Sweet Tooth on Netflix: How are Gus' antlers and ears made?  - News Series on TV

Sweet Tooth on Netflix: How are Gus’ antlers and ears made? – News Series on TV

Emilie Semiramoth
Emilie Semiramoth

Head of Streaming Section

Fed up with TV series and auteur cinema, Emilie Semiramoth also does not hide her penchant for pop culture in all its eccentricities. From the bromance between Spock and Captain Kirk in Star Trek to the disillusionment of Lynch’s Mulholland Drive, she ignores gender boundaries.

In the fantasy tale Sweet Tooth, the young hero Gus is a half-boy, half-stag hybrid child. If his little face makes Internet users crack, a question arises: how are his deer antlers and his ears created?

In Sweet Tooth, a fantasy tale and dystopian drama produced by Robert Downey Jr. and his wife Susan Downey, successful visual effects are paramount. In the digital age, we legitimately ask ourselves the question of whether Gus’ little hairy ears – played by Christian Convery – are 100% digital or not. The question arises all the more since Gus’ little ears move perfectly, like those of a real deer.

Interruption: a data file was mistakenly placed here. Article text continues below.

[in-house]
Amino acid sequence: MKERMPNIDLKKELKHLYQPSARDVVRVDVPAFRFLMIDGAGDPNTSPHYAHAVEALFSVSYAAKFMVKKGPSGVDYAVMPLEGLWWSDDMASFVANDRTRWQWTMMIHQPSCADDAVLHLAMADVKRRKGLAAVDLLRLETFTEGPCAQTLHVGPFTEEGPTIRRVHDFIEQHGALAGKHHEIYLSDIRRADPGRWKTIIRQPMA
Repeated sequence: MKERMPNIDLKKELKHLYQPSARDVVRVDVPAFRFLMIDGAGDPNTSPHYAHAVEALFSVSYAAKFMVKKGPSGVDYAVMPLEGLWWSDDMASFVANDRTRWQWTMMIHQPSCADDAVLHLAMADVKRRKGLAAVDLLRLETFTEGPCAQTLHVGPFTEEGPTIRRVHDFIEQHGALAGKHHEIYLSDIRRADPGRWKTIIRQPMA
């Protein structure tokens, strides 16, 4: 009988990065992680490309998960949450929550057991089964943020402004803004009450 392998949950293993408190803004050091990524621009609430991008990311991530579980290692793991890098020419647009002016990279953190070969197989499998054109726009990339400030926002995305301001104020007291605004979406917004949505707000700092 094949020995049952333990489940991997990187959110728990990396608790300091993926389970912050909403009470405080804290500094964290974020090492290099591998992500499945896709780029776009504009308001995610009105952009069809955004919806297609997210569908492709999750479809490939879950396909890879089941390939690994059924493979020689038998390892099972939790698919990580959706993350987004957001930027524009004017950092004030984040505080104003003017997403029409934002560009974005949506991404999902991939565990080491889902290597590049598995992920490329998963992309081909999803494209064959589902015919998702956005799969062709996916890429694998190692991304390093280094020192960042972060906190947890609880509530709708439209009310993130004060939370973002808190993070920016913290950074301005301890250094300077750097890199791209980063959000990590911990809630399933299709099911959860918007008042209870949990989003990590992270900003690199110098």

According to the confidences of the showrunner, Jim Mickle, at Digital spy, this mission fell to Grant Lehmann, ear puppeteer! He was able to create several pairs of ears, prostheses, more real than life and operable remotely with a remote control. These are placed above the actor’s real ears and are attached to small, hidden cables that run down his back.


It’s up to the puppeteer to play and make all kinds of shapes and reactions at varying speeds. But of course, all of this is calculated with the greatest care. Grant Lehmann must adjust to Christian’s game, anticipate his emotions and synchronize himself at the slightest reaction. In addition to these ears, Christian Convery had to wear a sort of hair helmet on which the deer antlers were clipped using magnets.

The producers of the series have therefore opted for an analog approach to create this fantastic world composed of hybrid creatures where one would think more spontaneously of digital solutions. Admittedly, the use of special effects in post-production has proven to be essential in Sweet tooth, but only when necessary, often to clean the image and erase all traces of the mechanism… or of the puppeteer!

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